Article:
Tuesday, August 24, 2010

The Story of Buying a Book: Laura Lippman, I'd Know You Anywhere

Last week on Monday, I read this Washington Post review by Patrick Anderson who reviewed Laura Lippman’s new book, I’d Know You Anywhere:

“We meet Eliza Benedict when she is 38 and living with her family a few blocks off Wisconsin Avenue in Bethesda. It's a good life. Her husband is smart, loving and successful. Eliza likes being a stay-at-home mom for Isobel (called Iso), who's 13, precocious and difficult, and Albie, who's 8 and a sweetheart. But Eliza has a terrible secret in her past, and one day, when she and the kids return home after soccer practice, she finds an unexpected, unwelcome letter awaiting her.

“The letter is from Walter Bowman, who kidnapped Eliza (Elizabeth, she was then) when she was 15, kept her prisoner for nearly six weeks and raped her. He had killed other girls but spared Eliza. After two decades of appeals and retrials, Walter is on death row in Virginia and within weeks of execution. He wants to see Eliza. To apologize, he says.

“I've read hundreds of thrillers in the past 10 years, and some have been excellent, but only a handful -- thanks to their insights, their characterizations and the quality of their writing -- could equal the best of today's literary fiction. Those few certainly include "What the Dead Know" [Lippman’s previous book] and "I'd Know You Anywhere." In both cases, Lippman began with a real crime and then used the magic of her imagination to produce novels that are not only hypnotic reading but serious meditations on the sorrows and dangers of this world. Some people would segregate Lippman as a crime or thriller writer. That's a shame. She's one of the best novelists around, period.”

That was Monday. On Thursday, I bought the book at independent bookstore Politics & Prose, and last night I stayed up late to finish reading it. It was excellent, a compelling read, beautifully written, and it subtly wormed its way into my head such that I didn’t sleep well (that’s actually a good thing!).

Consequently, I would like to make a few points:

1. Book reviews still work. I had heard of Laura Lippman, mostly as the Baltimore mystery writer married to one of my creative idols, David Simon, who was responsible for one of my favorite TV shows, “The Wire.” But this review—and only this review—got me into the bookstore.

2. Regular book reviewers are still effective. Patrick Anderson used to write a weekly review of thrillers/suspense books for the Washington Post, and because he was a good, honest critic, I generally read his reviews, even though I don’t typically buy in this genre. I don’t think he writes regularly now for the Post, but in this occasion I noticed his name and read the review because I knew he was a good reviewer. As a reader, I had a relationship with him: as I do with the Post’s other regular book critics, Ron Charles, Carolyn See, Michael Dirda, and Jonathan Yardley. I may prefer some of those critics to others, but they are all a trusted, familiar voice coming from a point of view that I understand. Yes, blogs can achieve this aura of a trusted voice…but bloggers may also be simply trying to push books written by their friends, or—the horror!—written by themselves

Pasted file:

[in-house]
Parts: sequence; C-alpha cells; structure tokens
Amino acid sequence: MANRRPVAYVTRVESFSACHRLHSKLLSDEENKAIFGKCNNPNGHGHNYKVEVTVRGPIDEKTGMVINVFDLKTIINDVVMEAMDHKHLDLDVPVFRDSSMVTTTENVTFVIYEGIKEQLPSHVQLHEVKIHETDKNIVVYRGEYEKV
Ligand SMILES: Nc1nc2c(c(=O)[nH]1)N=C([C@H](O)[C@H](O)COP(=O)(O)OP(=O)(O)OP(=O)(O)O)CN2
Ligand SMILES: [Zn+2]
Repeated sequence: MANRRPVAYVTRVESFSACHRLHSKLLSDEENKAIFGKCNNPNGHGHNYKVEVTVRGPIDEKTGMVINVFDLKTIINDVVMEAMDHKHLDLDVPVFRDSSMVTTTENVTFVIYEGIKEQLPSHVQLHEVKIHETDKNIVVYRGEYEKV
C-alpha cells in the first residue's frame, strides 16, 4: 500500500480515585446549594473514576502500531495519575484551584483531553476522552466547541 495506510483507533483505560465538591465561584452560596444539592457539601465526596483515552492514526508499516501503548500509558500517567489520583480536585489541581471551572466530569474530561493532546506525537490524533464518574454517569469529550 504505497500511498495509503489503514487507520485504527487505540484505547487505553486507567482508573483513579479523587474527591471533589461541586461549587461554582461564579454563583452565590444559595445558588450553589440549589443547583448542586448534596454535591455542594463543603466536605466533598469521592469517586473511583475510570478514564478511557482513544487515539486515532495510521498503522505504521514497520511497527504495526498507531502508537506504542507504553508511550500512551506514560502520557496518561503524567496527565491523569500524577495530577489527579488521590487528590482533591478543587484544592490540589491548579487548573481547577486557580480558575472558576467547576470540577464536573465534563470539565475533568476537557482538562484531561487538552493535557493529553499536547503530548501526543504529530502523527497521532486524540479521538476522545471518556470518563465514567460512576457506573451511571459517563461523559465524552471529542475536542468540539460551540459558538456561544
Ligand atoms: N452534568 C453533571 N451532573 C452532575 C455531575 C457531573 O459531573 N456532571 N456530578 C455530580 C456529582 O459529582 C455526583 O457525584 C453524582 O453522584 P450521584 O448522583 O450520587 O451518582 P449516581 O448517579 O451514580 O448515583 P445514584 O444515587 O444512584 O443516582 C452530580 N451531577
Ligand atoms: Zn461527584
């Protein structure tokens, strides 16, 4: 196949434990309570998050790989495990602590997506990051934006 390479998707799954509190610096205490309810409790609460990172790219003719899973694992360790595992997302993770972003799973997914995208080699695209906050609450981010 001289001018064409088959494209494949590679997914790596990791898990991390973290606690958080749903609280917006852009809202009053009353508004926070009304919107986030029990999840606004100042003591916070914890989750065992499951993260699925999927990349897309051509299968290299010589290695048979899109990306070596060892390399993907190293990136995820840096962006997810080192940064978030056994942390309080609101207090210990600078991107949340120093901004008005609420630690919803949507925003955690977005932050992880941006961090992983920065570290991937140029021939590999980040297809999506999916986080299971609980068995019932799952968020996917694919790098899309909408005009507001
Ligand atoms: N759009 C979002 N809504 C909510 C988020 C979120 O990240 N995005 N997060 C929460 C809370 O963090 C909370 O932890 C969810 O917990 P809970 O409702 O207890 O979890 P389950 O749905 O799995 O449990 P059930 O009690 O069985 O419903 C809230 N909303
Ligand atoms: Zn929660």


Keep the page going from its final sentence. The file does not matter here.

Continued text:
3. Blurbs can work (alas). How it pains me to mention this. But in the review, this writer was compared in quality and career path to Dennis Lehane who wrote Mystic River, another suspense book that I thought was fantastic. Of course, this was an honest comparison by a neutral observer, not praise in the “she’s the greatest writer of her generation” from the “former writing teacher/famous classmate/writer owing agent a favor” Blurb-O-Matic machinery.

4. I know one can easily do this online, but at the bookstore, finally, it was holding the book and getting to skim around the pages to get a sense of the writing that was the final step. I like the book design, I liked the print size, I liked the length of the book (370 pages). So, you can get me into the store and get the book into my hands (or cyber-hands), but it will always be the writing that will be the final step.

So, in conclusion:

Laura Lippman, if you happen to read this, I’m sorry to say so, but I think this book cover is extremely unattractive (here it is, though it’s worse in the flesh because it’s garishly shiny). I never, NEVER would have picked up this book, though I think the title is nice and the title font seems vaguely “literary” to me. Plus, it’s a hardcover…that’s real money.

But I bought this book specifically and solely as a result of reading that review.

I hope someone in New York who can send some ad dollars to the old school media that cover books is paying attention. I hope that someone in New York knows that yes, people do still read reviews and are interested in what an “expert” might say—and that there are readers left in the world who can still feel such a rush of excitement that they have to go to a bookstore and plunk down cash simply so they can find out what happens next.

Buy the book at your favorite bookstore or here.

You can read more about Laura Lippman here, including her very cool contest to get her to read/speak at your library, at her expense.


DC-area author Leslie Pietrzyk explores the creative process and all things literary.